• Administer all eye medications and treatments exactly as the vet instructs
  • Gently clean any crusty discharge away from eyelids daily
  • Apply warm, moist compresses to affected eyes for 10 minutes twice daily
  • Monitor appetite and litter box habits to ensure normal eating, drinking and elimination
  • Limit activity and prevent trauma to injured or infected eyes
  • Keep Elizabethan collars on determined pawers and rubbers
  • Report any worsening of the condition or new symptoms to your vet
  • Do not miss follow up exams until the eye is fully healed

With diligent observation and care on your part, your cat’s eye troubles can soon resolve and their world open up again. But be sure to remain vigilant for potential relapses like viral conjunctivitis flaring up again.

When to Seek Emergency Ophthalmic Care

While many cat eye conditions can be managed on an outpatient basis, certain situations demand urgent vet attention to prevent permanent damage. Rush to emergency or specialty ophthalmic care if your cat has:

  • Sudden complete vision loss
  • Rupture or collapse of the eyeball
  • Uncontrolled bleeding inside the eye
  • Severe swelling or bulging of the eye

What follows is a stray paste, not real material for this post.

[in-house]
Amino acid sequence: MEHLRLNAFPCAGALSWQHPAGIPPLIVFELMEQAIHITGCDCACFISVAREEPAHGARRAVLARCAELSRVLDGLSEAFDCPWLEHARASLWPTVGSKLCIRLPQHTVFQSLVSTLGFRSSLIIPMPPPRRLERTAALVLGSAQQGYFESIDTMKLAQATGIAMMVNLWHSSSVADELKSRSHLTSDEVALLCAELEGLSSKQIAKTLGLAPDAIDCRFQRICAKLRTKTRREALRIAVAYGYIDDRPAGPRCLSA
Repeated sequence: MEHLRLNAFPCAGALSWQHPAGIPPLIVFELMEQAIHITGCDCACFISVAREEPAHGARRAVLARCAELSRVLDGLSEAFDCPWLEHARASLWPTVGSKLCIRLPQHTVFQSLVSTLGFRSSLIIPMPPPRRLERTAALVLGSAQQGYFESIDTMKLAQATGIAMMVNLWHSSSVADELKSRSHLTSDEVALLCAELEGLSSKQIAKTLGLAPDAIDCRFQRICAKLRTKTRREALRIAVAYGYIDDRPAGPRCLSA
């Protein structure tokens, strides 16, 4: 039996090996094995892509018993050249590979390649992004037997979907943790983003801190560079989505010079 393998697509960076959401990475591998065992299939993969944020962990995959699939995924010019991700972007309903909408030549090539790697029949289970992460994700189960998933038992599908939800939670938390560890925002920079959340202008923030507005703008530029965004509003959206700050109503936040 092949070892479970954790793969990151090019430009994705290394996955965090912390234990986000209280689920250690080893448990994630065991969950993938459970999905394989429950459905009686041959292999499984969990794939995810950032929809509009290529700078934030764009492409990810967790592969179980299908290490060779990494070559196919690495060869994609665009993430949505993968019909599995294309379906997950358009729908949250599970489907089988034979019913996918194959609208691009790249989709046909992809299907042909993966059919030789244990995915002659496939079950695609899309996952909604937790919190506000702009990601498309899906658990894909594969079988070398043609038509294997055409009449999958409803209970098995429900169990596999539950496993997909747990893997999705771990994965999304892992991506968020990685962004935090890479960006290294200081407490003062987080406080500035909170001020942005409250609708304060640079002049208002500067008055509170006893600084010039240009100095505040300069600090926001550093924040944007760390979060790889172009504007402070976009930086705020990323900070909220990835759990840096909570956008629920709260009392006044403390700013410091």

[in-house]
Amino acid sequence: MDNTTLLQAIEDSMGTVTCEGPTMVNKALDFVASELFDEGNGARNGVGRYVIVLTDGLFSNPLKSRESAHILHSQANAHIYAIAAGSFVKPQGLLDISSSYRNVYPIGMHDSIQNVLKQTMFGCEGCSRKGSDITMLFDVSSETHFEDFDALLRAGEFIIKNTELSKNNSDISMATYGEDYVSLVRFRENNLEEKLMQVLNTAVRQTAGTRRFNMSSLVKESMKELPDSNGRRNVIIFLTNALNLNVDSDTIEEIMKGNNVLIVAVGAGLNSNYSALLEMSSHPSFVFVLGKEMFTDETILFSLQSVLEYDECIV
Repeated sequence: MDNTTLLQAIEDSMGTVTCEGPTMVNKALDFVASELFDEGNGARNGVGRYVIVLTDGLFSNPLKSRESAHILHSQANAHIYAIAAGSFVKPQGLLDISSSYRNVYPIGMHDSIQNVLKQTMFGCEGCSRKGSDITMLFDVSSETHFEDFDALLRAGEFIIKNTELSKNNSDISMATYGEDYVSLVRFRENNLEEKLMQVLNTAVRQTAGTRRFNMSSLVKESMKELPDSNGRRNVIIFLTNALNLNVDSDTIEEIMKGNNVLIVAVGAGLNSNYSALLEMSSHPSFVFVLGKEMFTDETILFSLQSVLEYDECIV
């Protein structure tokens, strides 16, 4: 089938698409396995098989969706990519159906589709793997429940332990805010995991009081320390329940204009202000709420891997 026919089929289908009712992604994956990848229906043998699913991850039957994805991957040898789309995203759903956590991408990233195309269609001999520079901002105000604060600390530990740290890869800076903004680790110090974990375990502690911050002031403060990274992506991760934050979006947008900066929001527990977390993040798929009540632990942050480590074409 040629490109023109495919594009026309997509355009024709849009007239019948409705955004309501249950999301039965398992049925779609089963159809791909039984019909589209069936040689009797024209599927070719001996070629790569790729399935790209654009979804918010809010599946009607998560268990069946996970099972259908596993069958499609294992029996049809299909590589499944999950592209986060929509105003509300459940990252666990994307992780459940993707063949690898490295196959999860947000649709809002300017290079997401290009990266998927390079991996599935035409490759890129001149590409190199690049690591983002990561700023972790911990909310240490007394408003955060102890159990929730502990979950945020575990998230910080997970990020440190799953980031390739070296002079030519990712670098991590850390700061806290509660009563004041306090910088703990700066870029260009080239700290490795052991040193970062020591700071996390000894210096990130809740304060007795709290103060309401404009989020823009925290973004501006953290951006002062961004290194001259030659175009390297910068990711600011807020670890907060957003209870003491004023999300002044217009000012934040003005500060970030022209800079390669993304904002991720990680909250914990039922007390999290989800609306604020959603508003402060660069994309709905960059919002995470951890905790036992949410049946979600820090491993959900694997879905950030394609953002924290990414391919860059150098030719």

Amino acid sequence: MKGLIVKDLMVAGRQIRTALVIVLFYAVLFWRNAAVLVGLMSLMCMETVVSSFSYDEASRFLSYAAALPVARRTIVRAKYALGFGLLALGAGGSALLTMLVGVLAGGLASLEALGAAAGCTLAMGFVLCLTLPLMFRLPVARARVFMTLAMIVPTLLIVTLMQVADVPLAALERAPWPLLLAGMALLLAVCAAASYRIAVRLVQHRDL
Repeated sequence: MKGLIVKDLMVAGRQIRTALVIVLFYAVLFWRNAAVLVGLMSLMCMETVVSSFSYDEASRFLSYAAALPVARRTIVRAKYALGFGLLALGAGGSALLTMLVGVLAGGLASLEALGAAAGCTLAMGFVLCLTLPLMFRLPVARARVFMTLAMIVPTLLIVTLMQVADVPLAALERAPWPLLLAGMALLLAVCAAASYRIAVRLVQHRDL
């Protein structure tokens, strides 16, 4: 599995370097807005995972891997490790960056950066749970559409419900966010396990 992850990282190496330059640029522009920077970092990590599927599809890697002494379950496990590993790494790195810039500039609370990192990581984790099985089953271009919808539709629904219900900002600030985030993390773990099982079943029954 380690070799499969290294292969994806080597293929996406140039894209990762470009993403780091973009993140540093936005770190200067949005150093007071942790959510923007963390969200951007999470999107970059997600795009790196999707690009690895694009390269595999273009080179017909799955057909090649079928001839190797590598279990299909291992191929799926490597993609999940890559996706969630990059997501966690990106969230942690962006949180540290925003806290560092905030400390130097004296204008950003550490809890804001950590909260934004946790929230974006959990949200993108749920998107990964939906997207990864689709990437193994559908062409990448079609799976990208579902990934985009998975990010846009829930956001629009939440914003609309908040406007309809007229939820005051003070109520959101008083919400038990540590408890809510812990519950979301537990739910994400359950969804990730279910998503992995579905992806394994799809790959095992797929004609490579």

• Corneal ulceration with significant leakage of ocular fluid
  • Pupils fixed and unresponsive to light
  • Infection rapidly spreading to both eyes
  • Excessive pawing that may further injure the eye
  • High risk for self-trauma if left unmonitored

Don’t delay when it comes to emergency care for acute eye injuries and illness. TheDifference between saving vision and blindness may be a matter of hours.

The Take-Away: Keep a Watchful Eye on Your Cat’s Eyes

As we have explored through this feline eye investigation, a wide range of conditions can cause a cat to stubbornly keep one eye closed. It takes a methodical gathering of clues and definitive diagnostic testing to pinpoint the precise perpetrator. Harness your inner detective to monitor your cat’s eyes closely for any abnormalities. Then work hand in hand with your vet to uncover the cause and plot an effective treatment plan when you notice an issue. With patience and persistence, you can prevail over whatever is ailing your cat’s eye and help them see the world clearly again.